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Simulacra in Fiction

by on October 21, 2012

In this blog post I’d like to discuss some examples of simulacra in two works of fiction that I have read. The first example comes from the graphic novel The Dark Knight Returns (one of the inspirations for the latest Batman films). In the climax of the second act, Batman and the Joker have their final duel. Years of counting the Joker’s victims have led to this one conclusion. Batman must stop him at any price. Whilst brawling in a tunnel of love at a carnival (fitting huh?) Batman grabs the Joker’s head, twists and breaks his neck. The still living Joker smiles in triumph at the Caped Crusader, mocks him and uses what little motor function he has  left to sever the remaining nerves in his neck. While Batman may have finally stopped the Joker without killing him, this will not be considered the reality of the situation. That is the hyper reality, what will be seen as true and real is that the Joker was murdered by Batman. Years of fighting crime made irrelevant in a second as Batman is made a killer.

The other work I’d like to discuss is Do Androids Dream of Electric Sheep? as I recently finished it. I promise not to spoil the ending but I would like discuss some of the things I encountered towards the end of the novel.  Deckard at one point echoes Baudrillard when he says “Everything is true, everything anyone ever thought”. More interestingly though, he refers to Androids and their makers as “life thieves”. Outside of conjuring up images of Vampires and necromancers (who I understand were a movement related to the development of automata and their ability to defy death) it gives us a poignant message about the sanctity of life and what defines it. We still don’t understand consciousness and so whatever artificial intelligences we make will only ever work on a simple input-output system of operation. If these A.I.’s get advanced enough so as to seem as though they have full consciousness and an organic body could they be considered human? Or would the fact that the mental goings on (emotional responses, problem solving, etc.)  they’d have would have been programmed in advance invalidate them? If yes then by that same token brainwashed human beings and the novel’s users of the empathy box (a machine that links people from around the world and in an artificial empathetic link) and the mood organ (a machine that allows you to change how you’re feeling at the push of a button) would not pass this criteria. In a world where humanity is in varying states of fall out induced mental decay and experimenting with emotion programming, could androids be considered just as human? Is human more than just the outward appearance and inward mechanisms of our being? With these questions facing Deckard at every step, its no wonder that as part of the bleak ending to this novel, he can no longer tell the difference between artificial and man -made life.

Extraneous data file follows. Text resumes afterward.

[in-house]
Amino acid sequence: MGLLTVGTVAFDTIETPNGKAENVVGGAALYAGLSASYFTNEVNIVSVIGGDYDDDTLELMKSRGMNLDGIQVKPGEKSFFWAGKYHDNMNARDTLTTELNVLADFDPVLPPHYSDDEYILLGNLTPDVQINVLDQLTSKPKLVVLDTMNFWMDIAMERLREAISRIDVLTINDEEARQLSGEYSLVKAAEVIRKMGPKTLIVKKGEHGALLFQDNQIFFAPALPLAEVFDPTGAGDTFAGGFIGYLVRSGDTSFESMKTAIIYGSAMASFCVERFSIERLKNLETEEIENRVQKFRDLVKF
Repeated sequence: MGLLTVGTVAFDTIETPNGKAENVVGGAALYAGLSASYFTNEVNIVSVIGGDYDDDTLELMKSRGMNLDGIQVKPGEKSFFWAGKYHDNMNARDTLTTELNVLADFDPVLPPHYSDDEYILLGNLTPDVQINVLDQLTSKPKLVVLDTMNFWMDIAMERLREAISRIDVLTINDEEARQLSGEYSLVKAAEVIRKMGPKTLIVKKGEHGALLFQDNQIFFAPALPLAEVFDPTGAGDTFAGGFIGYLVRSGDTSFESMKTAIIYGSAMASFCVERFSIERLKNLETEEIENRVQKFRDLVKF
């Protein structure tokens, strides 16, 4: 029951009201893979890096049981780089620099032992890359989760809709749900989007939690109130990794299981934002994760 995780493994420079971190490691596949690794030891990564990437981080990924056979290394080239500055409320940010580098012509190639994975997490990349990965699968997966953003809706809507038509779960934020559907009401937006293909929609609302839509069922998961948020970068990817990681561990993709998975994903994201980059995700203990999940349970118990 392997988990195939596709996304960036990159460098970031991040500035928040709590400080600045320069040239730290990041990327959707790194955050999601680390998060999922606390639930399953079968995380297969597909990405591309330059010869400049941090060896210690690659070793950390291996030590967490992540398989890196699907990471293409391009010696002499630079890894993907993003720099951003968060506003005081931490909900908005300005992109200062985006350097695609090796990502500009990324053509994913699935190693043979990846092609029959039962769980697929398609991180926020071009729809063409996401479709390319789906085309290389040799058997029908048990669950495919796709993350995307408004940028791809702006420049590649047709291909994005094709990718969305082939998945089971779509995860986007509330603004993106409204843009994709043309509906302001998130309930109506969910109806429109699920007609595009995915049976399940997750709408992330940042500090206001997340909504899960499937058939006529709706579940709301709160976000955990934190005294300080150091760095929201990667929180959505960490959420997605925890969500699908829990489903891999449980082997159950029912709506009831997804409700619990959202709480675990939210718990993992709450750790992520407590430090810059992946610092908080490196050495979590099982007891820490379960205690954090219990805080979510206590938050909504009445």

Jean Baudrillard called simulacra the murder of the real and this novel really clarifies that for me. In creating androids, the semblance of humanity was stolen and as a result the definition of human is withered beyond saving. That’s the horrid truth at the end of the book: the birth of the android is the death of mankind.

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